The independent newspaper of the University of Iowa community since 1868

The Daily Iowan

The independent newspaper of the University of Iowa community since 1868

The Daily Iowan

The independent newspaper of the University of Iowa community since 1868

The Daily Iowan

A taste of Chinese home


By Zhao Li  | [email protected]

Chinese students on campus miss out on celebrating festivals with their families, so they work hard to celebrate with each other instead.

The Mid-Autumn Festival — Zhongqiu Jie in Mandarin — is a traditional Chinese holiday in which people gather with their families to enjoy the happiness.

According to tradition, on the day of the festival, the Moon will turn into a circle, which represents family reunion in Chinese. Because Chinese students in Iowa City are not able to go back to their home and celebrate with their families, many of them chose to celebrate together.

The University of Iowa Chinese Student and Scholar Association threw a gala Sept. 26 in the IMU Second-Floor Ballroom. Organizers wanted to create sense of family for all students who attended.

Dancer Manman Tai, from Guangdong, said she and her fellow performers practiced very hard to prepare for the gala.

“We practiced three weeks for the dance and approximately 10 hours each time,” Tai said. “We just want to bring happiness to all the students who are not able to go back to their families.”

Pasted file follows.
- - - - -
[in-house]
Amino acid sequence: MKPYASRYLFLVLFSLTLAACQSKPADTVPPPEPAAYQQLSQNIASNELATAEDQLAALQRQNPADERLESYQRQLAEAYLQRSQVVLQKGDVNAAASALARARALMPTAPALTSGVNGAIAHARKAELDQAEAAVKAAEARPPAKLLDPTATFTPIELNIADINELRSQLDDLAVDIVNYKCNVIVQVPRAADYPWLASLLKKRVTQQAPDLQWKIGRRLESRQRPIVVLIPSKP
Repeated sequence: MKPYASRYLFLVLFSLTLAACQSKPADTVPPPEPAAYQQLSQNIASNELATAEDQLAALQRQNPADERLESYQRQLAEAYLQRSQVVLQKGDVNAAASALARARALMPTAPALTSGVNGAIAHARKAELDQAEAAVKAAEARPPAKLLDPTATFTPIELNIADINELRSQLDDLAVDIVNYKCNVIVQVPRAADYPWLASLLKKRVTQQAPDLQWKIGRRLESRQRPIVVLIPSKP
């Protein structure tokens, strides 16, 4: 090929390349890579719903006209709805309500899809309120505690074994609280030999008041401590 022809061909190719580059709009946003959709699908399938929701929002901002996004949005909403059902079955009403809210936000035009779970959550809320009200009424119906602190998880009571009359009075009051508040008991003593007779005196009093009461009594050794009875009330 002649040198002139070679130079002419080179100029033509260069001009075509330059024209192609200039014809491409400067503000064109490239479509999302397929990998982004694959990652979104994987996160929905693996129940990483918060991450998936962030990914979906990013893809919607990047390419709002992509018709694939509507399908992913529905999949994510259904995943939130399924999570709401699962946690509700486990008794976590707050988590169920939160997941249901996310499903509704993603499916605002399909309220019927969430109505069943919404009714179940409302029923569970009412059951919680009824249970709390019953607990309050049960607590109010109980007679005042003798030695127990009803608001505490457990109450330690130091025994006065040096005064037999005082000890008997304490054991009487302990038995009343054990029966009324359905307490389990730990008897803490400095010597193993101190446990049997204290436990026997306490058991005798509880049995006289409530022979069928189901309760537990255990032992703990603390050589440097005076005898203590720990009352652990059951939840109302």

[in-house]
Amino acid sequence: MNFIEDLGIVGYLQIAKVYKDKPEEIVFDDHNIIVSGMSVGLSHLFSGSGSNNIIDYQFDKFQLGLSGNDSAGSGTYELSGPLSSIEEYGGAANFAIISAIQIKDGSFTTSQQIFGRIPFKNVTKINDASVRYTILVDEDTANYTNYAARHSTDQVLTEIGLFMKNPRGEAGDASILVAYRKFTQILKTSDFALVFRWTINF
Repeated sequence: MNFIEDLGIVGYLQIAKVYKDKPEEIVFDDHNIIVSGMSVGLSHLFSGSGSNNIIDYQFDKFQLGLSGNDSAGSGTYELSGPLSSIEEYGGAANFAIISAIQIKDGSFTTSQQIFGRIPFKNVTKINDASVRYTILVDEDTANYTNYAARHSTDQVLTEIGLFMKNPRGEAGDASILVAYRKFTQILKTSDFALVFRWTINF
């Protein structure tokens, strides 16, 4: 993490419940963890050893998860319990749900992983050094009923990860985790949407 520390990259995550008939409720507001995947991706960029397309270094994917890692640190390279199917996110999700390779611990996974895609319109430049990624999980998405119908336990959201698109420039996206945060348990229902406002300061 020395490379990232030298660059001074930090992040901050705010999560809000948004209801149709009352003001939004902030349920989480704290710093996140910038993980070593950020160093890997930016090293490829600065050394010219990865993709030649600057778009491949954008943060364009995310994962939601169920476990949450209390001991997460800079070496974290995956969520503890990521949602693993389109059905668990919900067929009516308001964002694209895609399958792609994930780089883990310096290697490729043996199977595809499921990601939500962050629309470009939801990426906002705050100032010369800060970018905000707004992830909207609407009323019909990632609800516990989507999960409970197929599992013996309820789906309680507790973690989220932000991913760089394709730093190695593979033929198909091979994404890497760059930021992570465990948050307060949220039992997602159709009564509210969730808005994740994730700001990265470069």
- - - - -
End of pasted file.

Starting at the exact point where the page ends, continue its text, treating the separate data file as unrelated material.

Tai is the president of Chinese Dance Club at the UI. She and other club members put on three different dance performances at the gala.

“We have a Korean pop dance, a hip-hop, and a boy-group dance,”  Tai said. “They are all the most popular songs now, and we practiced really hard for all of them.”

Tai also emphasized the performers were trying to make the students feel at home.

“We want to create a family atmosphere for them,” she said. “Nobody should be lonely on this day

Liang Shan, a UI sophomore from Nanjing, said he was not able to get together with his family for the festival this year.

“My family, either working or studying all across [China], all fly back home, and we have a big meal together,” Shan said. “We watch the round Moon together and pray for every family member, and eat a special dessert called mooncake.  But I am not able to go home this year because I’m studying in the U.S. now.

Mooncakes are a traditional Chinese pastry served during the festival. They are often filled with red bean or lotus seed paste. 

Shan said it was not his first Mid-Autumn Festival away from his family, but it was his first time celebrating with friends.

“I didn’t celebrate last year because of school work,” Shan said. “But this year, I and my friends chose to stay together, watch this gala, and celebrate the festival with other Chinese students here.”

This is Chinese freshman Yutong Yang’s first time being away from her family during the Mid-Autumn Festival.

“I do miss my home, and I think having fun with my friends will make my homesickness a lot better,” she said. “I also do miss the food back home, like mooncakes. At this gala, we can have different kinds of mooncakes, like red beans, green beans, and egg-yolk ones. It’s like the taste of home.”

More to Discover